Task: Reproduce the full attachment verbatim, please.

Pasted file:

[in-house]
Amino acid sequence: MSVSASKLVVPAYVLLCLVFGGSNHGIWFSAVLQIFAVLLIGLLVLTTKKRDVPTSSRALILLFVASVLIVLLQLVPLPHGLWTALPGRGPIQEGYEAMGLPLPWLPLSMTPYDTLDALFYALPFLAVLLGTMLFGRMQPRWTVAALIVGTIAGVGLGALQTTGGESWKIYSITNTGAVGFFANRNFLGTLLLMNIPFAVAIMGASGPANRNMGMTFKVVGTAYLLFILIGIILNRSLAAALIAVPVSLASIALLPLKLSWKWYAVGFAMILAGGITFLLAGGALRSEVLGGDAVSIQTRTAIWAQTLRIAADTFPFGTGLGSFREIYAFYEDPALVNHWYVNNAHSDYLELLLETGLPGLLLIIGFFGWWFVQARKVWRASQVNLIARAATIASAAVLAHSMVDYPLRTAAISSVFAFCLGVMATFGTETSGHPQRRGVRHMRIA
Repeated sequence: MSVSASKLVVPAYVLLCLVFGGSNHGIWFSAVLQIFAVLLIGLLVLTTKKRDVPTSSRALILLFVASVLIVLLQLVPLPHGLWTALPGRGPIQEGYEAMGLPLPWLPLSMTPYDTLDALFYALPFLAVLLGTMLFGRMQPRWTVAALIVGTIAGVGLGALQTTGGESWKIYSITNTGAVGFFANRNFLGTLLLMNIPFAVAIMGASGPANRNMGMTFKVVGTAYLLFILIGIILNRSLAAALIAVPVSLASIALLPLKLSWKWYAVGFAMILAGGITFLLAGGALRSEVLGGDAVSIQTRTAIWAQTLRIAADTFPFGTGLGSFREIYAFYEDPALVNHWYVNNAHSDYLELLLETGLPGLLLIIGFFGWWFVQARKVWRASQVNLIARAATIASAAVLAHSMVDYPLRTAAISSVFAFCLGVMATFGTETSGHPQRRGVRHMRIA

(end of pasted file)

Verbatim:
[in-house]
Amino acid sequence: MSVSASKLVVPAYVLLCLVFGGSNHGIWFSAVLQIFAVLLIGLLVLTTKKRDVPTSSRALILLFVASVLIVLLQLVPLPHGLWTALPGRGPIQEGYEAMGLPLPWLPLSMTPYDTLDALFYALPFLAVLLGTMLFGRMQPRWTVAALIVGTIAGVGLGALQTTGGESWKIYSITNTGAVGFFANRNFLGTLLLMNIPFAVAIMGASGPANRNMGMTFKVVGTAYLLFILIGIILNRSLAAALIAVPVSLASIALLPLKLSWKWYAVGFAMILAGGITFLLAGGALRSEVLGGDAVSIQTRTAIWAQTLRIAADTFPFGTGLGSFREIYAFYEDPALVNHWYVNNAHSDYLELLLETGLPGLLLIIGFFGWWFVQARKVWRASQVNLIARAATIASAAVLAHSMVDYPLRTAAISSVFAFCLGVMATFGTETSGHPQRRGVRHMRIA
Repeated sequence: MSVSASKLVVPAYVLLCLVFGGSNHGIWFSAVLQIFAVLLIGLLVLTTKKRDVPTSSRALILLFVASVLIVLLQLVPLPHGLWTALPGRGPIQEGYEAMGLPLPWLPLSMTPYDTLDALFYALPFLAVLLGTMLFGRMQPRWTVAALIVGTIAGVGLGALQTTGGESWKIYSITNTGAVGFFANRNFLGTLLLMNIPFAVAIMGASGPANRNMGMTFKVVGTAYLLFILIGIILNRSLAAALIAVPVSLASIALLPLKLSWKWYAVGFAMILAGGITFLLAGGALRSEVLGGDAVSIQTRTAIWAQTLRIAADTFPFGTGLGSFREIYAFYEDPALVNHWYVNNAHSDYLELLLETGLPGLLLIIGFFGWWFVQARKVWRASQVNLIARAATIASAAVLAHSMVDYPLRTAAISSVFAFCLGVMATFGTETSGHPQRRGVRHMRIA